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4 inserted parallel translation blurb

A mango made me wonder about this. (See also this question, which is in a similar spirit.)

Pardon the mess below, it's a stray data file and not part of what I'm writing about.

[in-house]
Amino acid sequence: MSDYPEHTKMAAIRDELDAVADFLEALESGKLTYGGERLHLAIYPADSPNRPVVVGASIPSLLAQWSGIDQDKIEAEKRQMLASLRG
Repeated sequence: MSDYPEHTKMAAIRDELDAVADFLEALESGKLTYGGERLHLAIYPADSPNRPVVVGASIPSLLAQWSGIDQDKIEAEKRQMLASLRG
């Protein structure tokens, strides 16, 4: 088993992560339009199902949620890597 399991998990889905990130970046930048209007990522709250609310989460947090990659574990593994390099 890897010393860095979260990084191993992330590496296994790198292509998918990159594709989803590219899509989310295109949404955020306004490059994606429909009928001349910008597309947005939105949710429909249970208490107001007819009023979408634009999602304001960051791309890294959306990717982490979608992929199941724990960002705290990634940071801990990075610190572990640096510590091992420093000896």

Fix $L >0$ and a smooth body (possibly nonconvex—pears or bananas are fair game!) $B \subset \mathbb{R}^3$ (and assume w/l/o/g below that $L$ is sufficiently large since we can dilate $B$). For $\gamma:[0,L] \rightarrow \mathbb{R}^3$ smooth and parametrized by arclength and $\theta:[0,L] \rightarrow S^1$ smooth, let $k(\gamma, \theta,s)$ denote a copy of the unit interval centered at $\gamma(s)$ and in the plane orthogonal to $\dot \gamma(s)$, and at the angle $\theta(s)$ in that plane (we require $k(\gamma,\theta,0)$ to be tangent to $B$, say, and w/l/o/g that this sets $\theta(0) = 0$)0$; angles in planes away from$s=0$can be sensibly defined via parallel translation). Let $K(\gamma,\theta):= \{ k(\gamma, \theta,s) \cap B : s \in [0,L] \} $. If$K$contains the boundary of a body$C_K \subset B$then say that$(\gamma, \theta)$is a peeling of$B$. For$L$fixed, is there an effective way to determine a peeling that minimizes$\mbox{vol}(B \backslash C_K)$? Followup: can the best peeling of the unit ball for a given value of$L$be explicitly constructed? 3 added 44 characters in body A mango made me wonder about this. (See also this question, which is in a similar spirit.) Fix$L >0$and a smooth body (possibly nonconvex—pears or bananas are fair game!)$B \subset \mathbb{R}^3$(and assume w/l/o/g below that$L$is sufficiently large since we can dilate$B$). For$\gamma:[0,L] \rightarrow \mathbb{R}^3$smooth and parametrized by arclength and$\theta:[0,L] \rightarrow S^1 $smooth, let$k(\gamma, \theta,s)$denote a copy of the unit interval centered at$\gamma(s)$and in the plane orthogonal to$\dot \gamma(s)$, and at the angle$\theta(s)$in that plane (we require$k(\gamma,\theta,0)$to be tangent to$B$, say)say, and w/l/o/g that this sets$\theta(0) = 0$). Let $K(\gamma,\theta):= \{ k(\gamma, \theta,s) \cap B : s \in [0,L] \} $. If$K$contains the boundary of a body$C_K \subset B$then say that$(\gamma, \theta)$is a peeling of$B$. For$L$fixed, is there an effective way to determine a peeling that minimizes$\mbox{vol}(B \backslash C_K)$? Followup: can the best peeling of the unit ball for a given value of$L$be explicitly constructed? 2 deleted 26 characters in body A mango made me wonder about this. (See also this question, which is in a similar spirit.) Fix$L >0$and a smooth body (possibly nonconvex—pears or bananas are fair game!)$B \subset \mathbb{R}^3$(and assume w/l/o/g below that$L$is sufficiently large since we can dilate$B$). For$\gamma:[0,L] \rightarrow \mathbb{R}^3$smooth and parametrized by arclength and$\theta:[0,L] \rightarrow S^1 $smooth, let$k(\gamma, \theta,s)$denote a copy of the unit interval centered at$\gamma(s)$and in the parallel transport of the plane orthogonal to$\dot \gamma(s)$, and at the angle$\theta(s)$in that plane (we require$k(\gamma,\theta,0)$to be tangent to$B$, say). Let $K(\gamma,\theta):= \{ k(\gamma, \theta,s) \cap B : s \in [0,L] \} $. If$K$contains the boundary of a body$C_K \subset B$then say that$(\gamma, \theta)$is a peeling of$B$. For$L$fixed, is there an effective way to determine a peeling that minimizes$\mbox{vol}(B \backslash C_K)$? Followup: can the best peeling of the unit ball for a given value of$L\$ be explicitly constructed?

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